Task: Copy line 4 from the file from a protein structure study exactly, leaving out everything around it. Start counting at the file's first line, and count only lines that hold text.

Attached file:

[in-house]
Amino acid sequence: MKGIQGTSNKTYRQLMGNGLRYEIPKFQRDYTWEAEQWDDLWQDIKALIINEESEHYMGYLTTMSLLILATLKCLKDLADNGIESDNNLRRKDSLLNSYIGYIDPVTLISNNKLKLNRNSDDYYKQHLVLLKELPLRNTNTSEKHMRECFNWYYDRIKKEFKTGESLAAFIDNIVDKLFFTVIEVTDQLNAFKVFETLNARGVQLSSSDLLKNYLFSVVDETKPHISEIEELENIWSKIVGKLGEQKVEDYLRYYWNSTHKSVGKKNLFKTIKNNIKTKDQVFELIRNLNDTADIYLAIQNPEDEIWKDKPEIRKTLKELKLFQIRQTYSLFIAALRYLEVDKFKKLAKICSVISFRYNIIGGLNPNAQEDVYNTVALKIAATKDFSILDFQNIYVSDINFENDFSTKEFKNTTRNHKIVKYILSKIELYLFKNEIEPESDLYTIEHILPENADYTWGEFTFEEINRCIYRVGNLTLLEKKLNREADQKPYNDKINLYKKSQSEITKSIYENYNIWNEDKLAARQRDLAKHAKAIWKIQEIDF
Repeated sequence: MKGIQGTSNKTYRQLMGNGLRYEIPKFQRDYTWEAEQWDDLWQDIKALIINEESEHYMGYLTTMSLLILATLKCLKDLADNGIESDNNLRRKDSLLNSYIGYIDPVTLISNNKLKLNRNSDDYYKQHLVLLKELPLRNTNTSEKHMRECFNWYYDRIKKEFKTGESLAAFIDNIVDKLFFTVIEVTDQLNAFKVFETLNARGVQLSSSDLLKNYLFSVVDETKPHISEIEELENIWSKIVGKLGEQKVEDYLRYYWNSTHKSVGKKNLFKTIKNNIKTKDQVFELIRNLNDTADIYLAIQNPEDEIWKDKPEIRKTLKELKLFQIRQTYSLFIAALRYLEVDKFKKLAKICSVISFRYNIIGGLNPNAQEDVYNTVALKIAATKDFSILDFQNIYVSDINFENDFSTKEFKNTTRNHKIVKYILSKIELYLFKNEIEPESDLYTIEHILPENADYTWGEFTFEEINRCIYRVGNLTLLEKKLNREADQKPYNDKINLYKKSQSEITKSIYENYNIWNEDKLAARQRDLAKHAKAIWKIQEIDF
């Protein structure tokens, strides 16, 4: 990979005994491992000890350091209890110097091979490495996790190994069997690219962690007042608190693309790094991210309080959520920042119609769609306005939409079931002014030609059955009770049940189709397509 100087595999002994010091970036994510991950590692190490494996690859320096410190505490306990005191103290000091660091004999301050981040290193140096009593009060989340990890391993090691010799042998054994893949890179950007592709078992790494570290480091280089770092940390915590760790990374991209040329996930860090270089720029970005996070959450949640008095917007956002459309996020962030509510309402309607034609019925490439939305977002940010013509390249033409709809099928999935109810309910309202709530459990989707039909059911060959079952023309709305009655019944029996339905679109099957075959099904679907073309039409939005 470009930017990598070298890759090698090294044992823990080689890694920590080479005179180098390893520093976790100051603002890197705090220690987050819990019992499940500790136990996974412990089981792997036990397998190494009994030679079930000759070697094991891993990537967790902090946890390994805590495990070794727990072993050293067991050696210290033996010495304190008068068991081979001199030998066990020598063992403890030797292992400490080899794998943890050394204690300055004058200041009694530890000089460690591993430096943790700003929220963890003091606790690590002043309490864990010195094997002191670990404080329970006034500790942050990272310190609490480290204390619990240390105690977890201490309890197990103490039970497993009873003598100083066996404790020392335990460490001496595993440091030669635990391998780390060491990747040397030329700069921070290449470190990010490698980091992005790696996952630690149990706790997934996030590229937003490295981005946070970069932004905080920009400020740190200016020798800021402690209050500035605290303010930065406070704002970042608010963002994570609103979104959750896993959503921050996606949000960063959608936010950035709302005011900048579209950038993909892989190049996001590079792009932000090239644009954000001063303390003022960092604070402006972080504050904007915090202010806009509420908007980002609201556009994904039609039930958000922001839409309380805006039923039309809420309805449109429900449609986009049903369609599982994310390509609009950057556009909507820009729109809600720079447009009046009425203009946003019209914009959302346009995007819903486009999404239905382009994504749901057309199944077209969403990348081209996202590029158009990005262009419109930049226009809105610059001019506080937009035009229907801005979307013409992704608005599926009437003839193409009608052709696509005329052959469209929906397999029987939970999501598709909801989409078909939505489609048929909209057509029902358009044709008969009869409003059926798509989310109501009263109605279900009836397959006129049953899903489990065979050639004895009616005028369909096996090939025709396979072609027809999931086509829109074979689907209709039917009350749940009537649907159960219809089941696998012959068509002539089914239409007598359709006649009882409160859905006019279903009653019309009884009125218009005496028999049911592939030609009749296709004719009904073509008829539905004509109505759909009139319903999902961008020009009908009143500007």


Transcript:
């Protein structure tokens, strides 16, 4: 990979005994491992000890350091209890110097091979490495996790190994069997690219962690007042608190693309790094991210309080959520920042119609769609306005939409079931002014030609059955009770049940189709397509 100087595999002994010091970036994510991950590692190490494996690859320096410190505490306990005191103290000091660091004999301050981040290193140096009593009060989340990890391993090691010799042998054994893949890179950007592709078992790494570290480091280089770092940390915590760790990374991209040329996930860090270089720029970005996070959450949640008095917007956002459309996020962030509510309402309607034609019925490439939305977002940010013509390249033409709809099928999935109810309910309202709530459990989707039909059911060959079952023309709305009655019944029996339905679109099957075959099904679907073309039409939005 470009930017990598070298890759090698090294044992823990080689890694920590080479005179180098390893520093976790100051603002890197705090220690987050819990019992499940500790136990996974412990089981792997036990397998190494009994030679079930000759070697094991891993990537967790902090946890390994805590495990070794727990072993050293067991050696210290033996010495304190008068068991081979001199030998066990020598063992403890030797292992400490080899794998943890050394204690300055004058200041009694530890000089460690591993430096943790700003929220963890003091606790690590002043309490864990010195094997002191670990404080329970006034500790942050990272310190609490480290204390619990240390105690977890201490309890197990103490039970497993009873003598100083066996404790020392335990460490001496595993440091030669635990391998780390060491990747040397030329700069921070290449470190990010490698980091992005790696996952630690149990706790997934996030590229937003490295981005946070970069932004905080920009400020740190200016020798800021402690209050500035605290303010930065406070704002970042608010963002994570609103979104959750896993959503921050996606949000960063959608936010950035709302005011900048579209950038993909892989190049996001590079792009932000090239644009954000001063303390003022960092604070402006972080504050904007915090202010806009509420908007980002609201556009994904039609039930958000922001839409309380805006039923039309809420309805449109429900449609986009049903369609599982994310390509609009950057556009909507820009729109809600720079447009009046009425203009946003019209914009959302346009995007819903486009999404239905382009994504749901057309199944077209969403990348081209996202590029158009990005262009419109930049226009809105610059001019506080937009035009229907801005979307013409992704608005599926009437003839193409009608052709696509005329052959469209929906397999029987939970999501598709909801989409078909939505489609048929909209057509029902358009044709008969009869409003059926798509989310109501009263109605279900009836397959006129049953899903489990065979050639004895009616005028369909096996090939025709396979072609027809999931086509829109074979689907209709039917009350749940009537649907159960219809089941696998012959068509002539089914239409007598359709006649009882409160859905006019279903009653019309009884009125218009005496028999049911592939030609009749296709004719009904073509008829539905004509109505759909009139319903999902961008020009009908009143500007």